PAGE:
Re-classification of defect type usually needed intra-operative after implant and cement removal to compensate for bone lost during implant extraction. Engh argued: “the surgeon should anticipate the worst scenario, because often the defects turn out to be more severe than predicted from radiographs” [19].

Reconstruction options

Many factors should be taken into consideration when deciding if the patient can be treated non-surgically with close monitoring and follow up in combination with pharmacological options, or the osteolysis and component loosening is evident and necessitate revision, in this situation the decision should be made regarding revision of one component or the whole prothesis and how to reconstruct the bony and soft tissue defect if present.


Apart from optimum fixation and improvement of the prosthetic component during primary surgery, Pharmacological strategies to prevent aseptic loosening to target the cellular components (osteoblasts and osteoclasts) that contribute to implant failure had been advocated [20].

Bisphosphonates (BPs), most commonly used in treatment of osteoporosis, had been shown to prevent early migration in TKR [21] and are associated with lower revision risk in epidemiological studies [22,23].

Human clinical trials showed the efficacy of BPs in reducing particle-induced osteolysis over the first post-operative year of implanting cemented and cement less hip and knee replacement prostheses, the results were even better and more durable when treatment was started early after surgery and continued for over 6 months [24,25].

A meta-analysis of 14 randomized controlled trials employing BPs after joint arthroplasty found that the protective effect of these drugs, may continue till the mid-term follow-up after surgery and for 18 to 70 months after drug discontinuation. BPs [26].

Giving the fact that a biological reaction to wear particles is involved in the process of osteolysis and subsequent implant loosening involving the activation of the receptor activator of nuclear factor-B, and (RANK)/RANK ligand (RANKL) axis [27], using substance whick blocks this biological reaction thought to help in prevention of early osteolysis progression in solidly fixed implants [28].

Denosumab which is another antiresorptive, a human monoclonal antibody (IgG2) which has a high binding affinity and specificity to RANKL, which may lead to preventing activation of its receptor, RANK, on the surface of osteoclast precursors and osteoclasts, with subsequent prevention of osteoclast formation and reducing its function and survival with resulting reduction in both cortical and cancellous bone resorption [29].

In a randomized, double blind placebo-controlled trial by Ledin et al. [28] where they studied 50 patients where they had TKA for osteoarthritis with an injection of either Denosumab (60mg) or placebo 1 day after knee replacement surgery and again after 6 months. To detect component motion, radiostereometric analysis (RSA) was performed postoperatively and after 6, 12, and 24 months after surgery. They showed that there was significantly less migration of the component in the Denosumab group compared to the control group both at 12 and 24 months. They concluded that using Denosumab after TKA will help to decrease late loosening.


AORI type I: Impaction grafting of morselized allograft as it was originally described in revision total hip arthroplasty was modified for use in revision TKA to restore bone stock, especially in younger patients in whom future revision surgeries are expected [30]. In a study of 42 revision TKAs performed with morselized graft, Lotke et al. [31] found no evidence of failure at an average 3.8 years follow up, with an adequate graft incorporation and remodelling in all cases. In a report of 14 patients with failed impaction grafting in a revision TKA, Whiteside et al. [32] showed that biopsy specimens of the allografts had bone maturation and trabecular formation in all samples taken from areas of impacted bone graft.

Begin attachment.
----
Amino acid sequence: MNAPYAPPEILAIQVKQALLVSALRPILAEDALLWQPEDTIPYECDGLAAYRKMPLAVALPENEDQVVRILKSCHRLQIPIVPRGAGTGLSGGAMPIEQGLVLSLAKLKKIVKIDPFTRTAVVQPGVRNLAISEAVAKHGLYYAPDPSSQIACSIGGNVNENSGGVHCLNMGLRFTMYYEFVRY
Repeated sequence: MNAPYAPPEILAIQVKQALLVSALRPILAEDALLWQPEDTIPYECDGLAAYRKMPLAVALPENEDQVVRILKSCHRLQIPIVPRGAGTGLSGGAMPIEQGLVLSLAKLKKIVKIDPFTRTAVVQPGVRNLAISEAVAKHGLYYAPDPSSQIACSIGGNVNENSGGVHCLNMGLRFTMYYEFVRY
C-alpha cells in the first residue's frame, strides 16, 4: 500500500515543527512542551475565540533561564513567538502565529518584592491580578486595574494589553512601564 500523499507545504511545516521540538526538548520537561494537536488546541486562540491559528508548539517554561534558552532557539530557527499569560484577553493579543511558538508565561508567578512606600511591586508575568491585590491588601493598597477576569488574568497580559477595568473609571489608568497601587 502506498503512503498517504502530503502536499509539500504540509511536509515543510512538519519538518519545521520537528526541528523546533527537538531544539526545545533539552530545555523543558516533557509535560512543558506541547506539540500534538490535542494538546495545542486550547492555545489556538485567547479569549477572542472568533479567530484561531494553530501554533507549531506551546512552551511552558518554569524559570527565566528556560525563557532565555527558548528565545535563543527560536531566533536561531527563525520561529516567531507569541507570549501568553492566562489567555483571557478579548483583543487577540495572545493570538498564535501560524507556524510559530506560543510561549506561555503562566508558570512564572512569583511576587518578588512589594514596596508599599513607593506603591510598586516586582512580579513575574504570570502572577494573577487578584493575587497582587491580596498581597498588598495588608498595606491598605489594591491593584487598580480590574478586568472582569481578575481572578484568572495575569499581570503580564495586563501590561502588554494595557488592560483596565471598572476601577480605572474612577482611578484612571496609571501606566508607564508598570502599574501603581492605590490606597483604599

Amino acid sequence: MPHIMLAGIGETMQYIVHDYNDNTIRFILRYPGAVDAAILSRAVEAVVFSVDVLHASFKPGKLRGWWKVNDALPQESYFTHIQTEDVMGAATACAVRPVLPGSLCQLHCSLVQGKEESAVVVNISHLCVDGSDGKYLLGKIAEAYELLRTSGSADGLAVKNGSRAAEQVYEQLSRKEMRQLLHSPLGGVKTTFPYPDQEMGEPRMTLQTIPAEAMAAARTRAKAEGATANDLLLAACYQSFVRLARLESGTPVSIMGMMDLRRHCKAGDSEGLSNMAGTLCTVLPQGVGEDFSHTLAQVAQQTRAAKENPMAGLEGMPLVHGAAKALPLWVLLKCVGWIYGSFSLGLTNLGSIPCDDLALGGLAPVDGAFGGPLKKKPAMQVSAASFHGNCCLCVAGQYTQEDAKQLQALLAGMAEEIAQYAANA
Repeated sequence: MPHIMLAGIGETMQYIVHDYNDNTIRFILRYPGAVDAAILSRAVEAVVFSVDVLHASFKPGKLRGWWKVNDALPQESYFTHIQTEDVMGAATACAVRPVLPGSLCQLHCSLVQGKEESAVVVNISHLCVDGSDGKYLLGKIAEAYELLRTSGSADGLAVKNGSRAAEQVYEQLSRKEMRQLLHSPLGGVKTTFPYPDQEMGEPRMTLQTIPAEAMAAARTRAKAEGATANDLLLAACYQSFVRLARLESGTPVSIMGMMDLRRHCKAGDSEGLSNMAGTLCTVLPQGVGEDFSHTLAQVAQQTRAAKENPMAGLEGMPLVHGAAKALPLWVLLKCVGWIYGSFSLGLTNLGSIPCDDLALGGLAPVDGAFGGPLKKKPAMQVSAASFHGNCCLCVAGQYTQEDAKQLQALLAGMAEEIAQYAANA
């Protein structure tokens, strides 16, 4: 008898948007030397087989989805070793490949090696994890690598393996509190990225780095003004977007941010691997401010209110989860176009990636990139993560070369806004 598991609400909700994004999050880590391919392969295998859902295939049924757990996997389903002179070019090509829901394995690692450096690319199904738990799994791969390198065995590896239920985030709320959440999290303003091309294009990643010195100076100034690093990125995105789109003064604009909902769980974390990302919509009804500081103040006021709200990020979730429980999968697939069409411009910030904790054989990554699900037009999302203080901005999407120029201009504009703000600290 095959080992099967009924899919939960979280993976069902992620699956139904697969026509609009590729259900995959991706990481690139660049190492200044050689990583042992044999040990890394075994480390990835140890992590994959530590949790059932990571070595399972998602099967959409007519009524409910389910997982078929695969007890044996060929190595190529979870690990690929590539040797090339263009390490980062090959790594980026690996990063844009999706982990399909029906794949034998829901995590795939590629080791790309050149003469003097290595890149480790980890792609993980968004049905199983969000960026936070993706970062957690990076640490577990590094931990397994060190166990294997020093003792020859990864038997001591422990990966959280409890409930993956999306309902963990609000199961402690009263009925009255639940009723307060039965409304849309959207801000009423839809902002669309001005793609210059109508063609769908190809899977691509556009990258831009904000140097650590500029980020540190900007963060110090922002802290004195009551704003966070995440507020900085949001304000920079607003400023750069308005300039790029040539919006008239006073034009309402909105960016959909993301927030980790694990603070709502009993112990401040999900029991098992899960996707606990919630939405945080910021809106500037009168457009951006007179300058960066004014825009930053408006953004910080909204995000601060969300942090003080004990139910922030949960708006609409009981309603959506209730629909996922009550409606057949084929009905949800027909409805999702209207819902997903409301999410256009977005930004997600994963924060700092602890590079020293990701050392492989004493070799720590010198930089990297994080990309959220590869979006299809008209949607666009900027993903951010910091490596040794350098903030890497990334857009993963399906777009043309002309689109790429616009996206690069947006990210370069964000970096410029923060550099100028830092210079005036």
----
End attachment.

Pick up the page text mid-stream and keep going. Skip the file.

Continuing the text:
Another option is to reconstruct using cement with screws is indicated If the defect is a mild contained or uncontained more than 5mm but less than 10mm [33]. The screws will reinforce the cement, but screws heads should be slightly below the implant [34]. The screws will help to distribute the load away from the joint line and cement bone interface. some authors [35] recommend the use of bone graft if the cement mantle below the tibial plateau is greater than 5mm thick. Primary implants with the cement to fill the defects was suggested by Toms et al. [36] & Ritter et al. [37] as an ideal method to treat these defects if it is less than 5mm in breadth and depth [36,37].

AORI type II: Type 2 defect management involving the use of revision implant and the following surgical techniques.

A. Bone grafts: Impaction bone grafting as mentioned with type 1 defects can be used, when the defect is contained with bone loss more than 10mm or a mild uncontained defect less than 50% of tibial plateau/condyles, this technique will help to restore bone stock [30]. It is not recommended if a cortical or uncontained defect are encountered, as the cortical rim is important for the stability of the tibial tray [38].

B. Modular metal augments (Figure 2): Metal augments are available to reconstruct either femoral or tibial defects, which comes in different shapes and sizes either cemented or cementless [39]. It is advisable to use augments in uncontained bone defects with moderate and severe bone loss >50% and >5mm of the femoral condyle and/or tibial plateau [40]. The size of the metal augments correlates to the size of the prostheses, and should compensate for the size of the defect using different thicknesses and angles. It will be assembled to the tibial or femoral components using screws. The choice between using a wedge or block should be according to the best option closely filling the defect [41].